Oil of Angels


jim_icon.gif orwell_icon.gif

Scene Title Oil of Angels
Synopsis Jim finds himself the new owner of an early Orwell Gidding oil painting that's also a bit of an atrocity, according to the painter himself.
Date February 24, 2020

//Winslow-Crawford Academy

Mid-afternoon in Brooklyn finds Jim in his office at the Brooklyn campus of Winslow-Crawford Academy. Some of the things in there are packed in preparation for the move — it’s not time yet, but there are some things he doesn’t really use very much, and it’s always good to get a head start. Moves are terrible, terrible things.

He’s currently in the process of taking inventory, which involves both the computer in front of him and a pad of paper and pencil to make notes. There’s general items that the school always has on hand, and then medicine for various individual kids, as there always is at schools. Even schools for the evolved.

Actually, probably especially schools for the evolved.

But in any case, that’s what he’s doing, and it’s certainly A Task, so he’s quite engaged for the moment.

“Thanks!” the cheerful voice of Orwell Gidding can be heard outside the office, before the handle turns and he pokes his shaggy head within. A large paper-wrapped rectangle is tucked under one of his arms, presumably the painting he’d told Jim he was going to bring by.

“Jim, bro, how you doing? Am I interrupting? I can come back later. I’d have brought you some coffee but I can’t carry coffee and the painting and still manage to open doors and shit,” the energetic painter says, sharp features pulled up into a bright smile. “Your head okay? How long does it take to recover from one of those? I don’t get them like you do, so I don’t know how it works, you know?”

It’s probably good Orwell didn’t bring more coffee.

The sound of the voice from beyond the door catches Jim’s attention, and when the door opens he’s already looking up, a smile settling onto his face when he sees who it is. “Hey,” he says, shaking his head and pushing aside the pad and settling back in his chair. That rabbity energy draws a little chuckle from him, but he waits until there’s a gap in the questions to answer. “I’m fine,” he confirms. “You’re not interrupting anything. Just trying to get a jump on everything, you know? Between this gig and working at the hospital, I want to make sure I’m not scrambling at the last minute.” Of course, the ‘last minute’ is several months away yet, but that’s neither here nor there. Or rather, more there than here. But whatever. It’s fine.

“It depends,” he continues, at the question of recovery. “I have to take time to kind of…integrate them into my consciousness.” His smile tips a little wryly at that as he adds, “I don’t know if that makes sense. I can’t really explain it better than that but if I don’t do it things start to fray around the edges.” And no one wants a frayed nurse, guys. Believe me. “This one didn’t take too long. A day or so. I’m okay.”

His gaze moves toward what he assumes is the painting. “So you found it, huh?”

The younger man stares at Jim as he speaks of integrating the vision into his consciousness, and he shakes his head slowly to indicate it doesn’t make sense, though he smiles as he does so.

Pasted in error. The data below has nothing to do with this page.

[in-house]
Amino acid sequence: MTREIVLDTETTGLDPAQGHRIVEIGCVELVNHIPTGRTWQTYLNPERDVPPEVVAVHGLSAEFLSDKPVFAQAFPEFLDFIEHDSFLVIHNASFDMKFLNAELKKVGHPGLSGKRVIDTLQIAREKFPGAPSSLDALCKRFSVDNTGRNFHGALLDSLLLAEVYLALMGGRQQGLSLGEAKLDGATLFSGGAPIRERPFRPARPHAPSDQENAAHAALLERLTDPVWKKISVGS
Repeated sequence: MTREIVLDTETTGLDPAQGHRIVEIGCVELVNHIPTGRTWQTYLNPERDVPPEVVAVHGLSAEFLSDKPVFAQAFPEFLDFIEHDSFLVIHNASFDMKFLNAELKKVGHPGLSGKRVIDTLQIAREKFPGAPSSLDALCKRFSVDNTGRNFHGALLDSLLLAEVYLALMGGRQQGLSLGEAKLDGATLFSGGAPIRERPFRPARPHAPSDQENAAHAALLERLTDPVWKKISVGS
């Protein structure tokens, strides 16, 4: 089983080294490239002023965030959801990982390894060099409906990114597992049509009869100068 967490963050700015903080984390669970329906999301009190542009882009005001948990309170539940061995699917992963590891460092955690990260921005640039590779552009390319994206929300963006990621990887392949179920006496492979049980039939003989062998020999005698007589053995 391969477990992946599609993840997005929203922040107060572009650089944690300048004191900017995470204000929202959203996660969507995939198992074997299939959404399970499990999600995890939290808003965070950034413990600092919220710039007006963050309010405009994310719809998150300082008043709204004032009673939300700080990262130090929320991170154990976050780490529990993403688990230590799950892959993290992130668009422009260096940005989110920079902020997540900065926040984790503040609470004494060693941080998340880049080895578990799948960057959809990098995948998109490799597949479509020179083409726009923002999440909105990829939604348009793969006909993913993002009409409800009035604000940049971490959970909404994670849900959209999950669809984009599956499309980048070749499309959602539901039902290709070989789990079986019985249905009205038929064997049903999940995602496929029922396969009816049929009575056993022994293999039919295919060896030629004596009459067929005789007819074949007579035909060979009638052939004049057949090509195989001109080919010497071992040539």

“So weird,” he intones, looking at Jim like he might be a different species than Orwell himself. In a way he is — at least in regards to their abilities.

“Like I said when we met, unless I plan out a painting, I never know if my work is a vision or not until it is. I didn’t know I was a precog at all until suddenly my paintings revealed things that happened. Really fucking weird. I don’t feel different or anything — I guess the inspiration is different, but… not everything I ever was spontaneously inspired to paint has come through.”

His gray eyes widen again. “But maybe it will.”

Making a sound that mimics an explosion, he brings one fist up to his temple and then splays his fingers. “Mind blown. But yeah, this is it. Had to pull it out of a storage facility.”

Hefting the thing up onto the nearby desk, he begins to unwrap it.

Jim doesn’t seem surprised when Orwell doesn’t grasp what he’s getting it. “Yeah,” he admits, “sometimes I don’t get it, either, and I’ve been living with it for over a decade.” However, there’s plenty of what could be termed ‘professional interest’ when Orwell explains how his gift works.

“Wow,” he says after a moment, “that’s pretty amazing. Just…sitting down to paint and not knowing what’s going to come out. If you painted this one a long time ago and it’s only popping up right now, who knows when the other ones might happen, too.” Or if, but this is a pretty strong mark in the when column.

He gets quiet again when Orwell starts to unwrap the painting, his expression shifting thoughtfully as he watches.

“Frustrating, too, when you want to paint something but can’t until you do the thing your inspiration wants you to paint, even if it’s not particularly your style.” Orwell pulls the remaining brown paper away from the canvas he’s hauled in, and gestures at the thing.

“Like this atrocity.”

It’s not as refined as the painting at the gala, nor what he seems to have planned for the new school and center. He was younger, so that explains the lack of technique.

The painting depicts a the city skyline of New York, the buildings black jagged silhouettes against a starry sky. Bordering the bottom of the painting is a row of heads on pillows; each face non-descript yet slightly different, each with his or her eyes closed. Wispy tendrils of pale blue creep toward them, making their way into some of their ears and mouths.

A platinum-haired angel floats above the skyline, hands open, palm forward at her sides, the pale-blue tendrils streaming downward; her expression seems sad as she gazes down upon the sleepers. A single tear on one cheek is painted in the same soft blue.